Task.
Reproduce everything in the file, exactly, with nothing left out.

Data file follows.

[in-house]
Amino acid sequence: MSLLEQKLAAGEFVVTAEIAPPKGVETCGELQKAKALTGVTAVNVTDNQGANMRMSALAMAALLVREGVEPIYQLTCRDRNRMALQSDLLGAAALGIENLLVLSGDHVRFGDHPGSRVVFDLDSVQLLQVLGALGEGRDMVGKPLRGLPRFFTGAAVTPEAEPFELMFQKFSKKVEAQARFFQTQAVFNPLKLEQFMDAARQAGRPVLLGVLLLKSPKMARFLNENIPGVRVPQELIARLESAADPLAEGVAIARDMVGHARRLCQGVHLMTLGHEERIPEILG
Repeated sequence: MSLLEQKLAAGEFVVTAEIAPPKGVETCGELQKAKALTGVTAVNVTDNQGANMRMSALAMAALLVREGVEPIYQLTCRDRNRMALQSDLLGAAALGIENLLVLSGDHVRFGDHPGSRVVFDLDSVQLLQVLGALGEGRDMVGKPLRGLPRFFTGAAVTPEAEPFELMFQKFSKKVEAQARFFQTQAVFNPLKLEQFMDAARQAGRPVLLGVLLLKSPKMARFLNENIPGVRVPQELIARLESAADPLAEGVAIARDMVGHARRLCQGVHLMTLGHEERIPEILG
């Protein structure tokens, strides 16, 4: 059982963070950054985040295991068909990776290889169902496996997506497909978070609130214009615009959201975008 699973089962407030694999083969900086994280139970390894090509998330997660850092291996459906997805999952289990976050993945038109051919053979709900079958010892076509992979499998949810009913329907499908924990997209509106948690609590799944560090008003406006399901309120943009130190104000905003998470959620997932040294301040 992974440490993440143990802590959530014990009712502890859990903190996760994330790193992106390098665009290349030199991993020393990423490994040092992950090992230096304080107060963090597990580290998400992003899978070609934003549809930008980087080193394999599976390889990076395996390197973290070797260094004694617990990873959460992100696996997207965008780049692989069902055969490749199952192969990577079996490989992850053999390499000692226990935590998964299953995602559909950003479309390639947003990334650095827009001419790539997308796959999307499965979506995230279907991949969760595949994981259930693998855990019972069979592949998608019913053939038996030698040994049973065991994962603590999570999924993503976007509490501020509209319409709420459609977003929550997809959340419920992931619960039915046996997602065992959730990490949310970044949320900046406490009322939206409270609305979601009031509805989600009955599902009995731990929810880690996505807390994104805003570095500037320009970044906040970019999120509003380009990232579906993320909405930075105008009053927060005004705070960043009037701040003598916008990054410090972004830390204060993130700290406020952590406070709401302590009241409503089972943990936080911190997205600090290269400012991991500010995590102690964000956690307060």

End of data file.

[in-house]
Amino acid sequence: MSLLEQKLAAGEFVVTAEIAPPKGVETCGELQKAKALTGVTAVNVTDNQGANMRMSALAMAALLVREGVEPIYQLTCRDRNRMALQSDLLGAAALGIENLLVLSGDHVRFGDHPGSRVVFDLDSVQLLQVLGALGEGRDMVGKPLRGLPRFFTGAAVTPEAEPFELMFQKFSKKVEAQARFFQTQAVFNPLKLEQFMDAARQAGRPVLLGVLLLKSPKMARFLNENIPGVRVPQELIARLESAADPLAEGVAIARDMVGHARRLCQGVHLMTLGHEERIPEILG
Repeated sequence: MSLLEQKLAAGEFVVTAEIAPPKGVETCGELQKAKALTGVTAVNVTDNQGANMRMSALAMAALLVREGVEPIYQLTCRDRNRMALQSDLLGAAALGIENLLVLSGDHVRFGDHPGSRVVFDLDSVQLLQVLGALGEGRDMVGKPLRGLPRFFTGAAVTPEAEPFELMFQKFSKKVEAQARFFQTQAVFNPLKLEQFMDAARQAGRPVLLGVLLLKSPKMARFLNENIPGVRVPQELIARLESAADPLAEGVAIARDMVGHARRLCQGVHLMTLGHEERIPEILG
């Protein structure tokens, strides 16, 4: 059982963070950054985040295991068909990776290889169902496996997506497909978070609130214009615009959201975008 699973089962407030694999083969900086994280139970390894090509998330997660850092291996459906997805999952289990976050993945038109051919053979709900079958010892076509992979499998949810009913329907499908924990997209509106948690609590799944560090008003406006399901309120943009130190104000905003998470959620997932040294301040 992974440490993440143990802590959530014990009712502890859990903190996760994330790193992106390098665009290349030199991993020393990423490994040092992950090992230096304080107060963090597990580290998400992003899978070609934003549809930008980087080193394999599976390889990076395996390197973290070797260094004694617990990873959460992100696996997207965008780049692989069902055969490749199952192969990577079996490989992850053999390499000692226990935590998964299953995602559909950003479309390639947003990334650095827009001419790539997308796959999307499965979506995230279907991949969760595949994981259930693998855990019972069979592949998608019913053939038996030698040994049973065991994962603590999570999924993503976007509490501020509209319409709420459609977003929550997809959340419920992931619960039915046996997602065992959730990490949310970044949320900046406490009322939206409270609305979601009031509805989600009955599902009995731990929810880690996505807390994104805003570095500037320009970044906040970019999120509003380009990232579906993320909405930075105008009053927060005004705070960043009037701040003598916008990054410090972004830390204060993130700290406020952590406070709401302590009241409503089972943990936080911190997205600090290269400012991991500010995590102690964000956690307060």